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Short term improvement in exercise capacity and symptoms following exercise training in interstitial lung disease
  1. A E Holland1,2,
  2. C J Hill3,4,
  3. M Conron5,
  4. P Munro2,
  5. C F McDonald3,4
  1. 1School of Physiotherapy, La Trobe University, Melbourne, Australia
  2. 2Bayside Health, Melbourne, Australia
  3. 3Institute for Breathing and Sleep, Melbourne, Australia
  4. 4Austin Health, Melbourne, Australia
  5. 5St Vincent’s Hospital, Melbourne, Australia
  1. Dr A Holland, Physiotherapy Department, Alfred Hospital, Commercial Rd, Melbourne, Australia 3004; a.holland{at}alfred.org.au

Abstract

Background: Interstitial lung disease (ILD) is characterised by exertional dyspnoea, exercise limitation and reduced quality of life. The role of exercise training in this diverse patient group is unclear. The aims of this study were to establish the safety of exercise training in ILD; its effects on exercise capacity, dyspnoea and quality of life; and whether patients with idiopathic pulmonary fibrosis (IPF) had similar responses to those with other types of ILD.

Methods: 57 subjects with ILD (34 IPF) were randomised to receive 8 weeks of supervised exercise training or weekly telephone support. The 6 min walk distance (6MWD), incremental exercise test, modified Medical Research Council (MRC) dyspnoea score and Chronic Respiratory Disease Questionnaire (CRDQ) were performed at baseline, following intervention and at 6 months.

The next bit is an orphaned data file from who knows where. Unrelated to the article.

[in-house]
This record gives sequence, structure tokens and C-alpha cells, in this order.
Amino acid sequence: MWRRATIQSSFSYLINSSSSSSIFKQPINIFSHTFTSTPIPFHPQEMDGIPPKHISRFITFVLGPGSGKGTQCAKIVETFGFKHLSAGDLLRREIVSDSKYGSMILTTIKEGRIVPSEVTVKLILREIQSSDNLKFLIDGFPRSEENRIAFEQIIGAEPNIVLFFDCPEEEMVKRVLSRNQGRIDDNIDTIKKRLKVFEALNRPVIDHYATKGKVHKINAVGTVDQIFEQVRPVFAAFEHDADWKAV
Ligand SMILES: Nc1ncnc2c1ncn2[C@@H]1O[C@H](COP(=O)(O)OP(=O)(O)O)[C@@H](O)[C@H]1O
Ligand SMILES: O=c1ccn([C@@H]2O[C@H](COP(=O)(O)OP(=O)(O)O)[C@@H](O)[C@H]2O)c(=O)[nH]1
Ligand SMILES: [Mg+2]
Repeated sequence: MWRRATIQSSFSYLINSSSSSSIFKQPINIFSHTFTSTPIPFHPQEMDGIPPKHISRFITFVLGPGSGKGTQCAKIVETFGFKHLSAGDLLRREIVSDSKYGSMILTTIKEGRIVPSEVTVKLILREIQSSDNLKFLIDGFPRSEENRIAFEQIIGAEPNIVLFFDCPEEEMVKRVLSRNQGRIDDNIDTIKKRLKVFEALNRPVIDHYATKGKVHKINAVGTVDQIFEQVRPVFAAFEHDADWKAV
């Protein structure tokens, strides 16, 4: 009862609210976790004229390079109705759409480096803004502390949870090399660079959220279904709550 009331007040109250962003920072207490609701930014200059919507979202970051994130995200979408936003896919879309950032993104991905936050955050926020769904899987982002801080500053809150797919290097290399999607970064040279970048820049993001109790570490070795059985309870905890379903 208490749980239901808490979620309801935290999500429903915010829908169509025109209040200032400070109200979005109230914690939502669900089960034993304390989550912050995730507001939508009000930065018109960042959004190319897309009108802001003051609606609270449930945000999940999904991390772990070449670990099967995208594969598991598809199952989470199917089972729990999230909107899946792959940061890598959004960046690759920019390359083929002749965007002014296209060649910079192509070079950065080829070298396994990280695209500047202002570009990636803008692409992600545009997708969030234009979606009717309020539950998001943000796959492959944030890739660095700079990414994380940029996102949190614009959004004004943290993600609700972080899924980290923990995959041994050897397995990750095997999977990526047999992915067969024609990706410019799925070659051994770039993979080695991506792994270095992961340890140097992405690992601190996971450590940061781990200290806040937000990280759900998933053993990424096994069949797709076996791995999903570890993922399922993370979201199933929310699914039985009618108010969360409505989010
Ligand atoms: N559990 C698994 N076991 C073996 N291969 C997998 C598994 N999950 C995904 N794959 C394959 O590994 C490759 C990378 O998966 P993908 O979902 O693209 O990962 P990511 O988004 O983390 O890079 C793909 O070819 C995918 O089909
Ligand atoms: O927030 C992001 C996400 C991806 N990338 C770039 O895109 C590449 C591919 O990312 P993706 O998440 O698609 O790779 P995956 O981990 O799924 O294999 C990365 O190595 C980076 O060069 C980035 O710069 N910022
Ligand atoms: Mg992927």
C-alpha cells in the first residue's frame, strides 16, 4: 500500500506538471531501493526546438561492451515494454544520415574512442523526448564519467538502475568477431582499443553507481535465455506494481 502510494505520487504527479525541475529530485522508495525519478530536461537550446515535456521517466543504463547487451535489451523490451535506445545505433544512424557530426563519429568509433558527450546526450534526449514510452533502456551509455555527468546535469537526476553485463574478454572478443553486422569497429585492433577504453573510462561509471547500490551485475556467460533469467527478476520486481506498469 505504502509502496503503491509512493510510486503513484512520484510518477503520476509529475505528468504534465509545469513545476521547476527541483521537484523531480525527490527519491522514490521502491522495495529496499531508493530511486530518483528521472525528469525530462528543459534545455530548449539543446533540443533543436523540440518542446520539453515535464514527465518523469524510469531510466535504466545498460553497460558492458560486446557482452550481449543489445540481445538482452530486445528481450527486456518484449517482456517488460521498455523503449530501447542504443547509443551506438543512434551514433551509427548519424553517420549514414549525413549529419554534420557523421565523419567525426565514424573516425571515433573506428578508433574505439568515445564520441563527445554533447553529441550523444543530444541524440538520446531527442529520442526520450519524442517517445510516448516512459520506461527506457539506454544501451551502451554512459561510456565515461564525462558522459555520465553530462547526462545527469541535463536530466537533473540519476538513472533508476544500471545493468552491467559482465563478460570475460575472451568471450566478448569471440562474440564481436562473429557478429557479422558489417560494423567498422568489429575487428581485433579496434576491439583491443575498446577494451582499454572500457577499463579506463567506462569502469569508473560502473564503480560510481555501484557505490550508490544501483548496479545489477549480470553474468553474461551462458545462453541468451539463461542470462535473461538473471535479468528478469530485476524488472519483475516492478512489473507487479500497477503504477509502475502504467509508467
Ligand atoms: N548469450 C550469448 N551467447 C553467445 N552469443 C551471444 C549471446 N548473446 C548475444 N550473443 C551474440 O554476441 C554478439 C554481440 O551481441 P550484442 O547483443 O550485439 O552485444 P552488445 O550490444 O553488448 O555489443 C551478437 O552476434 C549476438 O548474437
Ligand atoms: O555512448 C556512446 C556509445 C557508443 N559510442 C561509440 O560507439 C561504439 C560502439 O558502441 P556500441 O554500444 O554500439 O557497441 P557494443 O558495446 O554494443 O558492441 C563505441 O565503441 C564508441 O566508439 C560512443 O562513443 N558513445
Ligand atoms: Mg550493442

Results: 80% of subjects completed the exercise programme and no adverse events were recorded. The 6MWD increased following training (mean difference to control 35 m, 95% CI 6 to 64 m). A significant reduction in MRC score was observed (0.7 points, 95% CI 0.1 to 1.3) along with improvements in dyspnoea (p = 0.04) and fatigue (p<0.01) on the CRDQ. There was no change in peak oxygen uptake; however, exercise training reduced heart rate at maximum isoworkload (p = 0.01). There were no significant differences in response between those with and without IPF. After 6 months there were no differences between the training and control group for any outcome variable.

Conclusions: Exercise training improves exercise capacity and symptoms in patients with ILD, but these benefits are not sustained 6 months following intervention.

Trial registration number: NCT00168285

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Footnotes

  • Funding: This study was funded by the Victorian Tuberculosis and Lung Association.

  • Competing interests: None.

  • Ethics approval: The study was approved by the human ethics committees at the Alfred Hospital and Austin Health, Melbourne, Australia.

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